IMU Second Floor Ballroom, Iowa City, IA
Last year saw Manchester Orchestra’s third LP Simple Math
released to the various inevitable accolades that come with each of their releases. It also saw the band expand their fanbase with deft placement of their songs in various television shows and video games, as well as a choice spot opening the Honda Civic tour. It also saw the band solidify their fanbase while lacking the rampant growth that had occurred with Mean Everything to Nothing
. Undeterred, the band the band soldiered on, continuing to hone their craft and earn the rave reviews their live shows have always garnered. Our old friends at SCOPE reached out to the Atlantans and brought Manchester Orchestra out for one of only a few fall dates after a period of inactivity. Thankfully, the band hasn’t lost a single step during their time off.
Given the lack of a true tour surrounding this stop in Iowa City, a battle of the bands was held to determine who filled the opening slots. Hitting the stage first were relative newcomers Huge Lewis. The three piece fits in nicely with the 90s-alt rock revival that seems to be taking the world by storm recently, alternating peppy, finger-picked guitar lines with a monolithic distortion that would make Billy Corgan proud. That distortion would prove to overwhelm the bass at points, but never to levels that would derail the set. Instead, the band managed to weasel their way into the minds of the crowd with pounding drums, searing guitar, and a genuine appreciation for the opportunity provided to them. The band still seemed to be getting themselves established, but if they continue to improve on the promise they showed at this show, we’ll have yet another solid entry in the world of indie rock.
The next band on the bill were Iowa City stalwarts The Olympics. The guys have been around for quite some time, and it definitely shows - everything the band did was custom-designed to get a crowd moving. Their self-described “Dad Rock” didn’t have the blistering heat of Huge Lewis’s louder moments, but they were also much tighter. The five piece proved that poppy rock isn’t strictly the realm of pussies by weaving danceable riffs in and out of tight grooves, punctuated by ripping guitar solos in nearly every song. While the band put off an affable vibe, they seemed a bit too polished at times, with several songs featuring moments where the band’s “Rocking Out” seemed overly choreographed. Still, it can be pretty difficult to get a crowd moving, and the band’s personality alongside some truly catchy songs served to be quite the warm-up for the main event.
But, despite the largely successful efforts of the opening bands, the only thing on the minds of the audience was the return of Manchester Orchestra. The band’s dormancy was worrisome given their relatively fierce tour history, but the opening riff to “You, My Pride, and Me” dispelled any worries. The band immediately proved that not only had their time off not had any ill effects on their live performance, it may have actually made them more fierce than ever. Once the band got around to Mean Everything to Nothing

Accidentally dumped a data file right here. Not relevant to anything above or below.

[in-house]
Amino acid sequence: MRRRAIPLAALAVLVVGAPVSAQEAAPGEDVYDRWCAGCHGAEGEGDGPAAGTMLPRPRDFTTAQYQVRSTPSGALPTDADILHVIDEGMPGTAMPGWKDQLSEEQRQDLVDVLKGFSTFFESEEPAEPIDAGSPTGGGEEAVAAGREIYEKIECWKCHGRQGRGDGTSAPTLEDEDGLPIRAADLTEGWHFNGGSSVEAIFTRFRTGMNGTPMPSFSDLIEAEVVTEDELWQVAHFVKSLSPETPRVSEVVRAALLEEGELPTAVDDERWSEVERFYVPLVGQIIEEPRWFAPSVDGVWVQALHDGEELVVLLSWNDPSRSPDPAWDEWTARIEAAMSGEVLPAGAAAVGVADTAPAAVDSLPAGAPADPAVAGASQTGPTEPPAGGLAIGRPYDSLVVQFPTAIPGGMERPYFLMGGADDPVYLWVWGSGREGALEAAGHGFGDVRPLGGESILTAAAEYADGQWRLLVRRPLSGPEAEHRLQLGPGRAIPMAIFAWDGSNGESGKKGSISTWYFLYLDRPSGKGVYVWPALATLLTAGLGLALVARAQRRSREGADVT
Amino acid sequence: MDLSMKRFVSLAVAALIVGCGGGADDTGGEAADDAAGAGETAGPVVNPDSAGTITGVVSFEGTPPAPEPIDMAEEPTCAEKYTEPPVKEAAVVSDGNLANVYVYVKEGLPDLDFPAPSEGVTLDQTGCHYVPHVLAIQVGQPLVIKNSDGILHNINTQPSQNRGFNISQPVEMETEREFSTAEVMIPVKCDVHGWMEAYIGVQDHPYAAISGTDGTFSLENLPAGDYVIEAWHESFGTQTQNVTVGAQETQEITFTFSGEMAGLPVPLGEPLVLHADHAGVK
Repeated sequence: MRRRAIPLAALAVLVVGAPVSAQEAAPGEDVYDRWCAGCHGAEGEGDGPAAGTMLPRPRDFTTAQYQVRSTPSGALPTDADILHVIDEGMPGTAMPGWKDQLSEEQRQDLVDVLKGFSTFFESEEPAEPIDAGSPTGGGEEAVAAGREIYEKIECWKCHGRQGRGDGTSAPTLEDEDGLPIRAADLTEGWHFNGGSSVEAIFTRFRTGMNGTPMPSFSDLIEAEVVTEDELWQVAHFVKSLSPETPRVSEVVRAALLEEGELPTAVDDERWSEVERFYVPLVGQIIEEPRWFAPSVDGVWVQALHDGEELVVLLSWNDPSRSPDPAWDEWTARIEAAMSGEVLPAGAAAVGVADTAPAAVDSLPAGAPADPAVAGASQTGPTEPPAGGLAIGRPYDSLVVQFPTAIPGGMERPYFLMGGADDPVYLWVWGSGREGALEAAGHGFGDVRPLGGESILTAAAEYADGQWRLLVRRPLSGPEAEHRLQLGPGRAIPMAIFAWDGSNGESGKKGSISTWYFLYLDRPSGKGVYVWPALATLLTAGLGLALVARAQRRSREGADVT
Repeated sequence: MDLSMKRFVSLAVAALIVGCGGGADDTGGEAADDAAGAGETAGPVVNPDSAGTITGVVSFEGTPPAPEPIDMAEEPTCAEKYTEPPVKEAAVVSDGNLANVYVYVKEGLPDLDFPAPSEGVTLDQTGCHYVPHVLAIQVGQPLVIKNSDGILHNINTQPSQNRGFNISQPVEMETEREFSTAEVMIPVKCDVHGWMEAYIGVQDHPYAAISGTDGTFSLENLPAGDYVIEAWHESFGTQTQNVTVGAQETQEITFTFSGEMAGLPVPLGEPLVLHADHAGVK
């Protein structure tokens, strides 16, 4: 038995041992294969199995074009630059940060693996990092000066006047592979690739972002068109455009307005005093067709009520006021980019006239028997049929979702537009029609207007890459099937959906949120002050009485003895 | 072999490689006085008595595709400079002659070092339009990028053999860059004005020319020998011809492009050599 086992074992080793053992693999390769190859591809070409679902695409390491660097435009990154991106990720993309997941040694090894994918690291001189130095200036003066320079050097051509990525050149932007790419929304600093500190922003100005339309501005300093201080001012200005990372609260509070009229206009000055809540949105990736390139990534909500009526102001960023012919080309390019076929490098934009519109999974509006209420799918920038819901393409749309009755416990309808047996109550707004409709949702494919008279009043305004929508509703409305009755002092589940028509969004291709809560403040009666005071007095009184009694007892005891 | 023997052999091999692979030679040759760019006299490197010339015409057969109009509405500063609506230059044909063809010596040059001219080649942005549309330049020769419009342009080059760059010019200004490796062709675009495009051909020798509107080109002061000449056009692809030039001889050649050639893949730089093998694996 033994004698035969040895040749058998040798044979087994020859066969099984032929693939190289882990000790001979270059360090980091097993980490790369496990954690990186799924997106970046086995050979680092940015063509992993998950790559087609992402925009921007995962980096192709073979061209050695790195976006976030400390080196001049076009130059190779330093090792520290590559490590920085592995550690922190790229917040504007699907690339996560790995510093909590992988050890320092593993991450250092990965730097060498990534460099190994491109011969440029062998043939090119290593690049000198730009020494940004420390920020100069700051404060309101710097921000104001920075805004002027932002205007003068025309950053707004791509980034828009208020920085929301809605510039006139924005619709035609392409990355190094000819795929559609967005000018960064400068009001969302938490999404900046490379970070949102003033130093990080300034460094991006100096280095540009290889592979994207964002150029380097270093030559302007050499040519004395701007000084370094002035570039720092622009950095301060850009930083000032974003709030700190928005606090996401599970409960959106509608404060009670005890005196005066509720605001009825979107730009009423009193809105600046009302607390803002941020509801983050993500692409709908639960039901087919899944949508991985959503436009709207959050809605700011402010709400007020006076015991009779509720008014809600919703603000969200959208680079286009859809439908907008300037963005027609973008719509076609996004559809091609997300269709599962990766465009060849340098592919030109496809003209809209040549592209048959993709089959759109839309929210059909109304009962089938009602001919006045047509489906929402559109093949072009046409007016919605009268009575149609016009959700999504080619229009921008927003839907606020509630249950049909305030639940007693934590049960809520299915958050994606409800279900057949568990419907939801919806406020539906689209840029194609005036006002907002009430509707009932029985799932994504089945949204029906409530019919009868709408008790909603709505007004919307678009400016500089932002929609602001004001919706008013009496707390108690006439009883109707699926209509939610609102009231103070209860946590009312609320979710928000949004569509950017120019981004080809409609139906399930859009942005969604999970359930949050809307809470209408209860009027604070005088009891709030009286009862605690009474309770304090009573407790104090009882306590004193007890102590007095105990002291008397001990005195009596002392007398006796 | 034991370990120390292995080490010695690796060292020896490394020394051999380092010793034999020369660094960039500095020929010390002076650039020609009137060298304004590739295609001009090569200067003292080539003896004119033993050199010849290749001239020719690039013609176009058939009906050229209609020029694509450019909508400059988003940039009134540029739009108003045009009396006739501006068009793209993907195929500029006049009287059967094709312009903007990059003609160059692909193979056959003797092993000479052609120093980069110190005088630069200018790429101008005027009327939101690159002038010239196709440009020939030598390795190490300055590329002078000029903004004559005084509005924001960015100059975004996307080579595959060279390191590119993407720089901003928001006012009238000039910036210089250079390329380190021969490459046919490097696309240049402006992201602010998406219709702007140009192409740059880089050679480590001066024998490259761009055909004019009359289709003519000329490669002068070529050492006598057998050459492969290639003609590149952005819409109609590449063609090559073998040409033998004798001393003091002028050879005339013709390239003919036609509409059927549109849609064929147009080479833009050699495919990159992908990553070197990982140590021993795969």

, the songs proceeded to get meatier than they had been in the past, and that production style carried over to Simple Math
. Live, the band managed to dial up the intensity even more, punctuating the heavier moments with distortion that’s thicker than ever, as well as the addition of auxiliary percussion to kick the crowd in the chest at all the right moments.
The band stuck largely to the lion’s share of Mean Everything to Nothing
, with bits and pieces of Simple Math
thrown in for variety. Sadly, Like a Virgin Losing a Child
was a bit under-represented with only “I Can Barely Breathe” and “Where Have You Been” driving the old-school fans into a frenzy. Even though the band’s focus was largely on the newer material, the group made sure that the new songs now hold the same place in the hearts of the crowd as the old. I had some issues with the lack of dynamic shifts in Simple Math
on record, but the band managed to craft peaks and valleys where none previously existed. “Simple Math” in particular managed to finally win me over, with Andy Hull turning what was a passable ballad on record into the soaring existential crisis that was always waiting underneath the surface.
While the entire band was in high spirits and seemingly ecstatic to have driven halfway across the country for a single show in the middle of nowhere, lead man Andy Hull and keyboardist / auxiliary percussionist Chris Freeman seemed to be having a complete blast. Hull’s words can occasionally make him seem like disturbed hermit, but on stage, he’s lost none of his paint-scraping yowl nor his imposing stage presence. He spent a good portion of the set prowling the stage like a panther, coiled up and ready to pounce whenever songs like “The River” and “The Only One” required. On the other hand, Freeman spent his time acting as the bluster around Hull’s eye of the storm. Were he not energetically assaulting the drums as hard as he was, that extra oomph that propelled “Pale Black Eye” and “Shake It Out” would all be gone. By the time the band closed up shop with “100 Dollars”, I had gained a renewed faith in Manchester Orchestra. I’d only been able to catch the band in passing at festivals before, but never again will I miss their show, lest I miss one of the most emotionally intense and dynamic bands in the world today.
Thanks to Zak Neumann for all of the pictures and constant bitching about bands' love of the color red on stage, and thanks to Mackenzie Sheehy of SCOPE for setting everything up for us. Check out more about SCOPE at http://scope.uiowa.edu, and look at more of Zak's pictures at http://zakneumann.sqsp.com.